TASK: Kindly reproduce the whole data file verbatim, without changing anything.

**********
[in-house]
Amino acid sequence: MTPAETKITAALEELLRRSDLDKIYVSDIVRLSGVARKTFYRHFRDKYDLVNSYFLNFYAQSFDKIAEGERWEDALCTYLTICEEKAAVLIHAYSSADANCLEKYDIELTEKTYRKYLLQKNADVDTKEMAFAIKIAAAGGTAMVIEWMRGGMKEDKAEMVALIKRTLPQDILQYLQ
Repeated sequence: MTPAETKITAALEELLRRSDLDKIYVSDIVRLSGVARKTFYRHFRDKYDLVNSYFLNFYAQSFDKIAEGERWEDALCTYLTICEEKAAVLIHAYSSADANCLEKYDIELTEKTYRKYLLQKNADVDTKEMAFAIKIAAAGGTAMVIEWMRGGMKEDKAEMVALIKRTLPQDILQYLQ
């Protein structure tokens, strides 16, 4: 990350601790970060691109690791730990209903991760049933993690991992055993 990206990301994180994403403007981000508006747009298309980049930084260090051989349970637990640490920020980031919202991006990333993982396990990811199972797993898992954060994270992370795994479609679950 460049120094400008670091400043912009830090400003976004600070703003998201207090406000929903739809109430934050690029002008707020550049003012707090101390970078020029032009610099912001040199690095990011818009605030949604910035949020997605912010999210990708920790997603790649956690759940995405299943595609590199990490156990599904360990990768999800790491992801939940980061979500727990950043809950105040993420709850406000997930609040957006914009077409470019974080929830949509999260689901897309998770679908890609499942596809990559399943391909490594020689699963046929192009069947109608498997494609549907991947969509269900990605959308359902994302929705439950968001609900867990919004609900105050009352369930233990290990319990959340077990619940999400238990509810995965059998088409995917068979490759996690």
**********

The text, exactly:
[in-house]
Amino acid sequence: MTPAETKITAALEELLRRSDLDKIYVSDIVRLSGVARKTFYRHFRDKYDLVNSYFLNFYAQSFDKIAEGERWEDALCTYLTICEEKAAVLIHAYSSADANCLEKYDIELTEKTYRKYLLQKNADVDTKEMAFAIKIAAAGGTAMVIEWMRGGMKEDKAEMVALIKRTLPQDILQYLQ
Repeated sequence: MTPAETKITAALEELLRRSDLDKIYVSDIVRLSGVARKTFYRHFRDKYDLVNSYFLNFYAQSFDKIAEGERWEDALCTYLTICEEKAAVLIHAYSSADANCLEKYDIELTEKTYRKYLLQKNADVDTKEMAFAIKIAAAGGTAMVIEWMRGGMKEDKAEMVALIKRTLPQDILQYLQ
């Protein structure tokens, strides 16, 4: 990350601790970060691109690791730990209903991760049933993690991992055993 990206990301994180994403403007981000508006747009298309980049930084260090051989349970637990640490920020980031919202991006990333993982396990990811199972797993898992954060994270992370795994479609679950 460049120094400008670091400043912009830090400003976004600070703003998201207090406000929903739809109430934050690029002008707020550049003012707090101390970078020029032009610099912001040199690095990011818009605030949604910035949020997605912010999210990708920790997603790649956690759940995405299943595609590199990490156990599904360990990768999800790491992801939940980061979500727990950043809950105040993420709850406000997930609040957006914009077409470019974080929830949509999260689901897309998770679908890609499942596809990559399943391909490594020689699963046929192009069947109608498997494609549907991947969509269900990605959308359902994302929705439950968001609900867990919004609900105050009352369930233990290990319990959340077990619940999400238990509810995965059998088409995917068979490759996690």